Brian then related how the grandmother who raised and taught him loved to watch people and would tell him what she saw. After watching him speak to a group of visiting tourists, she pointed out that all the men walked just behind their women with one hand always straying to their back wallet pockets. She also told how, after Brian had finished speaking to the group, that, “You could tell these white people anything and they would believe you!” Grandmother’s first observation likely has many interpretations, of course, but her second made me realize that Toni and I had begun believing anything in our struggles to make Lovin America successful; we’d accepted the authority of words about marketing language, social media, analytics, etc. while our joy and purpose has always been found in the stories of American lives and loves. Success will follow being true to who we are, telling those stories, and not from talking about them. There is a big difference there. Thank you, Brian’s grandmother for not giving us an answer, but for instead leading us to it through your story.
With renewed ears, I left a little gym in Saginaw, Michigan this morning. An old man walked by as I mounted the bike and said, “Nice ride.” I got off the bike and shook his hand, saying, “Thanks. You ride?” I discovered that Patrick was a wooden flat-track motorcycle racer in his younger days, had ridden Alaska and many of the same backroads we have as well. (Us because we hate Interstate highways, him because they hadn’t been around at the time.) Crossing Montana on an old knucklehead Harley in his twenties, he’d lost a wheel bearing, resulting in a meeting with a small town local with tools and a shed. He offered Patrick a bed and some beers while he wrenched his bike, only asking in return, “Leave me a can will ya?” Patrick instead left a freezer full of steaks and a case of beer, along with a few new oil spots on the shed floor and a lifelong friendship. His wife would never ride, though, because a friend talked her into a jaunt on his trike and rode a wheelie with her on board all the way down their street. “Scared the motorcycle right outta her.” Patrick was sideswiped once in a hit a run, but even after finding out who dunnit, decided it wasn’t worth the hassle. “I just took my scratches and rode on - kinda like life.” Patrick’s story was a reminder that under gray hair and behind the glasses and the fading eyes of age beats the heart of youth and memory and experience worth sharing. I should never be in such a hurry that I miss the chance to hear it.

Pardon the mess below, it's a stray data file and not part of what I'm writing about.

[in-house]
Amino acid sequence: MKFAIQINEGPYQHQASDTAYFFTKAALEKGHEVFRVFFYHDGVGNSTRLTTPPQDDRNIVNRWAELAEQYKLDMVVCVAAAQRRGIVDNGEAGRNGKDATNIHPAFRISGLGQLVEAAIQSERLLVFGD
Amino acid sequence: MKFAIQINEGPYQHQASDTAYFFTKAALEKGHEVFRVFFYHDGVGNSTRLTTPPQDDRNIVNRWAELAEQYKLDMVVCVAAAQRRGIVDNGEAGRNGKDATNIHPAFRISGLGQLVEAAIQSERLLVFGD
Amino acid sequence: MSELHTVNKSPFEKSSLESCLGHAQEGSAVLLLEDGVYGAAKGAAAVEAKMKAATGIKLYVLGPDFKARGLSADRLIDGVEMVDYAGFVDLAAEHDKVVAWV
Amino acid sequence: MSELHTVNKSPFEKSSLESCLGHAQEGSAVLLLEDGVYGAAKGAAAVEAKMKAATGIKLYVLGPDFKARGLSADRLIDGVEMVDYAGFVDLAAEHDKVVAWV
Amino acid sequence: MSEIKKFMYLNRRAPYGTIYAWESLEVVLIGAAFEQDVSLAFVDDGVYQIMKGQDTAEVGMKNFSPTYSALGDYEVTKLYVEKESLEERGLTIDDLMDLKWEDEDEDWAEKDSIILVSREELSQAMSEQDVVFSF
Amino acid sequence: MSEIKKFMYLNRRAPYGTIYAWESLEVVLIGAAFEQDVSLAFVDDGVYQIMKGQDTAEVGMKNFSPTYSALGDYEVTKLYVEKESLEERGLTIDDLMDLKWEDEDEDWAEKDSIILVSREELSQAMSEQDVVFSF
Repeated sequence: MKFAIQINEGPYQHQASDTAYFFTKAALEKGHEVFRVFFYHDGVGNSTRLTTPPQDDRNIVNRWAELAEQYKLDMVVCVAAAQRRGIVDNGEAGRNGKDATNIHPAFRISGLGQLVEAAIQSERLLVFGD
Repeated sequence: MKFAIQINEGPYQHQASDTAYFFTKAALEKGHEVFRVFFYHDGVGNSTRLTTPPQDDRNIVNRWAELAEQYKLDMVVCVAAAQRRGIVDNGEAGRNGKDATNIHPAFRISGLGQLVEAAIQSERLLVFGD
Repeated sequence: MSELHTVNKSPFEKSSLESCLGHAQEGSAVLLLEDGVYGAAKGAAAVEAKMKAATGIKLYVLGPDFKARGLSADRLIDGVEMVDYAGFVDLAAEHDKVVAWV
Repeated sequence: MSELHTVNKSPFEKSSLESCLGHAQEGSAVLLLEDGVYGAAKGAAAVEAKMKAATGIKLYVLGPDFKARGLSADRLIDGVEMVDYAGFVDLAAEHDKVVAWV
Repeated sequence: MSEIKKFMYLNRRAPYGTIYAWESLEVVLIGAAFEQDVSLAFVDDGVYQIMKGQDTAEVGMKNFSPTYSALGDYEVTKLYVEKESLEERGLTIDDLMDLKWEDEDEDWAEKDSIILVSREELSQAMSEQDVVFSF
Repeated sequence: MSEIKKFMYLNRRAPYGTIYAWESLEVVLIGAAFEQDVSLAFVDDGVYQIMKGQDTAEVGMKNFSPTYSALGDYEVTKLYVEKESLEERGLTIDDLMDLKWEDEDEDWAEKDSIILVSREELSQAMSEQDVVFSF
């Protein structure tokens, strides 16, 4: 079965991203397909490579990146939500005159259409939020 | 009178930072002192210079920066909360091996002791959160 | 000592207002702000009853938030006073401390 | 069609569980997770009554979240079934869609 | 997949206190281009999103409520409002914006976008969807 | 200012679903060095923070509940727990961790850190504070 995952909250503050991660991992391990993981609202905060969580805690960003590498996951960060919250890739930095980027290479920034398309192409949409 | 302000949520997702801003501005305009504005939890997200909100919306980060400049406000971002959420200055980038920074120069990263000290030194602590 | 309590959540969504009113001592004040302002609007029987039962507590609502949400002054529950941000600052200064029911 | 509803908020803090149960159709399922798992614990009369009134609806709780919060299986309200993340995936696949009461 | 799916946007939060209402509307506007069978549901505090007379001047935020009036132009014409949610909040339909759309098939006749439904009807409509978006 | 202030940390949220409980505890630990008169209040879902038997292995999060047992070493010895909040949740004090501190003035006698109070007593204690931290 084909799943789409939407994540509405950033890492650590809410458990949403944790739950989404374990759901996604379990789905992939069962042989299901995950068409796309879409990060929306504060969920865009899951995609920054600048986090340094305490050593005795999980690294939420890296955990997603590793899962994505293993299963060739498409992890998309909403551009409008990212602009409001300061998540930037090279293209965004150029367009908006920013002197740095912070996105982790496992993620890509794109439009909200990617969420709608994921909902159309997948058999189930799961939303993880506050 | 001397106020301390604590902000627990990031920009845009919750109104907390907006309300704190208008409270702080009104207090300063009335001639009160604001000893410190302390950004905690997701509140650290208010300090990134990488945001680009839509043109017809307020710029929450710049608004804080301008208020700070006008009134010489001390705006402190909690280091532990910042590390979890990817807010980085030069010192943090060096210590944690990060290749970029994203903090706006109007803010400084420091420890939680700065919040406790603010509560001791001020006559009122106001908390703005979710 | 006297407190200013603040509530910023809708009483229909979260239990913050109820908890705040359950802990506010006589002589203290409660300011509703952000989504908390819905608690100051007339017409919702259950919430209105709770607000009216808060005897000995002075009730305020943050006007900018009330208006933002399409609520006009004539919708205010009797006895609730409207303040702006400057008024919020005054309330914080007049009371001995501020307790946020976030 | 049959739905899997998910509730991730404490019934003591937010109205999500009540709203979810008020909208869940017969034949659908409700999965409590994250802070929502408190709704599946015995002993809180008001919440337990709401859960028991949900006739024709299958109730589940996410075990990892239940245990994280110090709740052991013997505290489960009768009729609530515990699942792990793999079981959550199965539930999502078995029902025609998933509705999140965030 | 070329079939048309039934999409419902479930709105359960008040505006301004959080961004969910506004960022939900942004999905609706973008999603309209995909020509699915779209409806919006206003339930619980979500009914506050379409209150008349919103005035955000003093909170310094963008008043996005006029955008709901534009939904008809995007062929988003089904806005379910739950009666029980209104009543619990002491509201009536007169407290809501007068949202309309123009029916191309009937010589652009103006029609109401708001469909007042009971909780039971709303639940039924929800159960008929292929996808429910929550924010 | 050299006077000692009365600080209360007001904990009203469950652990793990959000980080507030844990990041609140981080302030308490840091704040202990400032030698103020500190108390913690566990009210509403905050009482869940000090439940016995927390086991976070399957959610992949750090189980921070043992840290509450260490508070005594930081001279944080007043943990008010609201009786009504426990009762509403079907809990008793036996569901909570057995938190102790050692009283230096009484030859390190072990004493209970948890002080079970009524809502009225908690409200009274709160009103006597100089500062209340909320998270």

We began our work on Lovin America because of the power of story between people - in our case love stories - and the insight and hope we believed those tales could bring. As Joseph Campbell said, “Every story you hear is your own story,” and the stories of America for which we search are likewise the narratives of us all. Through them, we each find ourselves, our courage and our questions, our history, our ways to find meaning, and our shared bonds as human beings. That’s why Lovin America doesn’t offer advice about love and marriage, or the “10 Easy Steps to Happiness” and so on that are so popular today. No one can tell you the bullet points for how to live a life or how to love. There are, however, stories that speak of overcoming challenges, learning to forgive, finding faith, bringing together disparate families, dealing with grief and addiction, returning from war, finding identity, and every imaginable variation of these and more. Best of all, America is writing new ones every day in the lives and loves of her amazing people.
This is a great big campfire around which we can all gather. And we’re so ready to listen.